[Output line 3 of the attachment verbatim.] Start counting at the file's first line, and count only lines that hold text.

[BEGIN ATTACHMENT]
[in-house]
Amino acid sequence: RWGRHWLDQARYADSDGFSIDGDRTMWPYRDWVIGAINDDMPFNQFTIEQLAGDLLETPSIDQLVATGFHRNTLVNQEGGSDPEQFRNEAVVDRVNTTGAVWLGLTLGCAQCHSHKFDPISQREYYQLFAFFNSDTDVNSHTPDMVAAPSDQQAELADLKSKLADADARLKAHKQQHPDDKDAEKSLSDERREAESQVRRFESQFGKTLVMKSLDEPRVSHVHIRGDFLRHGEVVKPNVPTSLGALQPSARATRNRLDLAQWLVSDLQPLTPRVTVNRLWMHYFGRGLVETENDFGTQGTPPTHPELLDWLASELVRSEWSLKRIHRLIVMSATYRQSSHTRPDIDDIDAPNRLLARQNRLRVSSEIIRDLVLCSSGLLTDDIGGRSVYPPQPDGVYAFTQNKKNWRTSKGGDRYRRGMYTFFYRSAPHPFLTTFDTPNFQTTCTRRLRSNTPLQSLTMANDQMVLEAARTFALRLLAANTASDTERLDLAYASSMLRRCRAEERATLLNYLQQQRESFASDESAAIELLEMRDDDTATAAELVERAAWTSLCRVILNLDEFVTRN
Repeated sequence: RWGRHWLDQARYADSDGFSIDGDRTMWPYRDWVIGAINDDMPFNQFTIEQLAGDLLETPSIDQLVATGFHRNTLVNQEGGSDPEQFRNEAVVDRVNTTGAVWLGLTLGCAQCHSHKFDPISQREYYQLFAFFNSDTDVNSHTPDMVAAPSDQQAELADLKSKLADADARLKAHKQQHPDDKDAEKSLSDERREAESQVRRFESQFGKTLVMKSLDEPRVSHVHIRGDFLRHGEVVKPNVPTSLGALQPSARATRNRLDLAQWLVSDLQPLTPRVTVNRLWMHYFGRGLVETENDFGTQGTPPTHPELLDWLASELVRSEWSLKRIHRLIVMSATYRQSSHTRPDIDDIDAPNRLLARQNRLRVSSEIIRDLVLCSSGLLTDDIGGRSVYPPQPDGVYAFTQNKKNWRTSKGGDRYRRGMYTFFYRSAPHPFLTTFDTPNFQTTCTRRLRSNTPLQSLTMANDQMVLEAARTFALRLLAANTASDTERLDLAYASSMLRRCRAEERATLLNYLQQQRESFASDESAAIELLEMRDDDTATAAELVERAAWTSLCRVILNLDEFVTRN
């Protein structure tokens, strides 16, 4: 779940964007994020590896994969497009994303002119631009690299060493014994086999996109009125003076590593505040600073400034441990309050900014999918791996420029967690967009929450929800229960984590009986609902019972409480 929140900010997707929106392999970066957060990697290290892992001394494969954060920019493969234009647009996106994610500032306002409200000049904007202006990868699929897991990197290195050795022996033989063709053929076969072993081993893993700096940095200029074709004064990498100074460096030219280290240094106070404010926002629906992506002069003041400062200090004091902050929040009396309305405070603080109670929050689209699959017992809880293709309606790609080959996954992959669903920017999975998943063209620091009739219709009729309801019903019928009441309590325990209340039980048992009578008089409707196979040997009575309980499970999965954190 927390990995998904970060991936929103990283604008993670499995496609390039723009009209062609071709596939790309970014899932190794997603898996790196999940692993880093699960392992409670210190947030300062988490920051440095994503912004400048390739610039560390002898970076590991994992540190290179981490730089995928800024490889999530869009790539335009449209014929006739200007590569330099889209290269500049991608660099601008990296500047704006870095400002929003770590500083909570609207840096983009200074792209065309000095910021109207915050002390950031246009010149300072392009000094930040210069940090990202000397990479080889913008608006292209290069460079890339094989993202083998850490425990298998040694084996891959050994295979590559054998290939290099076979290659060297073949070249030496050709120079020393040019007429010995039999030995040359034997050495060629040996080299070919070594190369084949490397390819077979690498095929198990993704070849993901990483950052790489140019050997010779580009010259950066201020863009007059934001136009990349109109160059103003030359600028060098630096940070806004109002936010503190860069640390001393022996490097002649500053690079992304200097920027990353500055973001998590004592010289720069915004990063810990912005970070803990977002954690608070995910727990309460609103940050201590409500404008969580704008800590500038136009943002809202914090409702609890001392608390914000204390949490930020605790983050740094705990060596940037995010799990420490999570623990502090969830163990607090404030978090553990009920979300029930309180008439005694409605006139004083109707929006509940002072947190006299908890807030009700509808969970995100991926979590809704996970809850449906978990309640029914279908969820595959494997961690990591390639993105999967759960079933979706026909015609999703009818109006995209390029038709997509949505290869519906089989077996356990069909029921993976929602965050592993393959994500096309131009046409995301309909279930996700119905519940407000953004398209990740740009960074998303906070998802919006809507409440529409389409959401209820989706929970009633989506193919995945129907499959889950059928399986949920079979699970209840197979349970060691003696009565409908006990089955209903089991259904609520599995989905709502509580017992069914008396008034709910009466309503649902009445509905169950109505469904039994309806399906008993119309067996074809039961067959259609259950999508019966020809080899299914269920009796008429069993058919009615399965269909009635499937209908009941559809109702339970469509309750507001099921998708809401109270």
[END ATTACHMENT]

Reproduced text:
Repeated sequence: RWGRHWLDQARYADSDGFSIDGDRTMWPYRDWVIGAINDDMPFNQFTIEQLAGDLLETPSIDQLVATGFHRNTLVNQEGGSDPEQFRNEAVVDRVNTTGAVWLGLTLGCAQCHSHKFDPISQREYYQLFAFFNSDTDVNSHTPDMVAAPSDQQAELADLKSKLADADARLKAHKQQHPDDKDAEKSLSDERREAESQVRRFESQFGKTLVMKSLDEPRVSHVHIRGDFLRHGEVVKPNVPTSLGALQPSARATRNRLDLAQWLVSDLQPLTPRVTVNRLWMHYFGRGLVETENDFGTQGTPPTHPELLDWLASELVRSEWSLKRIHRLIVMSATYRQSSHTRPDIDDIDAPNRLLARQNRLRVSSEIIRDLVLCSSGLLTDDIGGRSVYPPQPDGVYAFTQNKKNWRTSKGGDRYRRGMYTFFYRSAPHPFLTTFDTPNFQTTCTRRLRSNTPLQSLTMANDQMVLEAARTFALRLLAANTASDTERLDLAYASSMLRRCRAEERATLLNYLQQQRESFASDESAAIELLEMRDDDTATAAELVERAAWTSLCRVILNLDEFVTRN